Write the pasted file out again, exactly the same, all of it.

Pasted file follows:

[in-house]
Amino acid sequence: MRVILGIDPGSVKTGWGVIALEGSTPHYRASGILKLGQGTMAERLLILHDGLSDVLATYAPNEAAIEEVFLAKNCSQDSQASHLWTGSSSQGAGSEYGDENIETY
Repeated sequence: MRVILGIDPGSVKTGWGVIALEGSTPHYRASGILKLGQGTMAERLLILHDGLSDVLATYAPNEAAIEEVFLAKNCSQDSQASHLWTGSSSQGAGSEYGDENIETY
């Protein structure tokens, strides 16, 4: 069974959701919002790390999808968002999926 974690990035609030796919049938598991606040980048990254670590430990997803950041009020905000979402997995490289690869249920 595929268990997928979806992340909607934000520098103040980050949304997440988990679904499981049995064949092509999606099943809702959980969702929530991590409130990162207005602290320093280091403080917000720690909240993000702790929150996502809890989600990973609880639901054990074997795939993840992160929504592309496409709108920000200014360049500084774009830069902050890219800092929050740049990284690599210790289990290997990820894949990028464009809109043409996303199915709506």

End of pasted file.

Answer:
[in-house]
Amino acid sequence: MRVILGIDPGSVKTGWGVIALEGSTPHYRASGILKLGQGTMAERLLILHDGLSDVLATYAPNEAAIEEVFLAKNCSQDSQASHLWTGSSSQGAGSEYGDENIETY
Repeated sequence: MRVILGIDPGSVKTGWGVIALEGSTPHYRASGILKLGQGTMAERLLILHDGLSDVLATYAPNEAAIEEVFLAKNCSQDSQASHLWTGSSSQGAGSEYGDENIETY
């Protein structure tokens, strides 16, 4: 069974959701919002790390999808968002999926 974690990035609030796919049938598991606040980048990254670590430990997803950041009020905000979402997995490289690869249920 595929268990997928979806992340909607934000520098103040980050949304997440988990679904499981049995064949092509999606099943809702959980969702929530991590409130990162207005602290320093280091403080917000720690909240993000702790929150996502809890989600990973609880639901054990074997795939993840992160929504592309496409709108920000200014360049500084774009830069902050890219800092929050740049990284690599210790289990290997990820894949990028464009809109043409996303199915709506």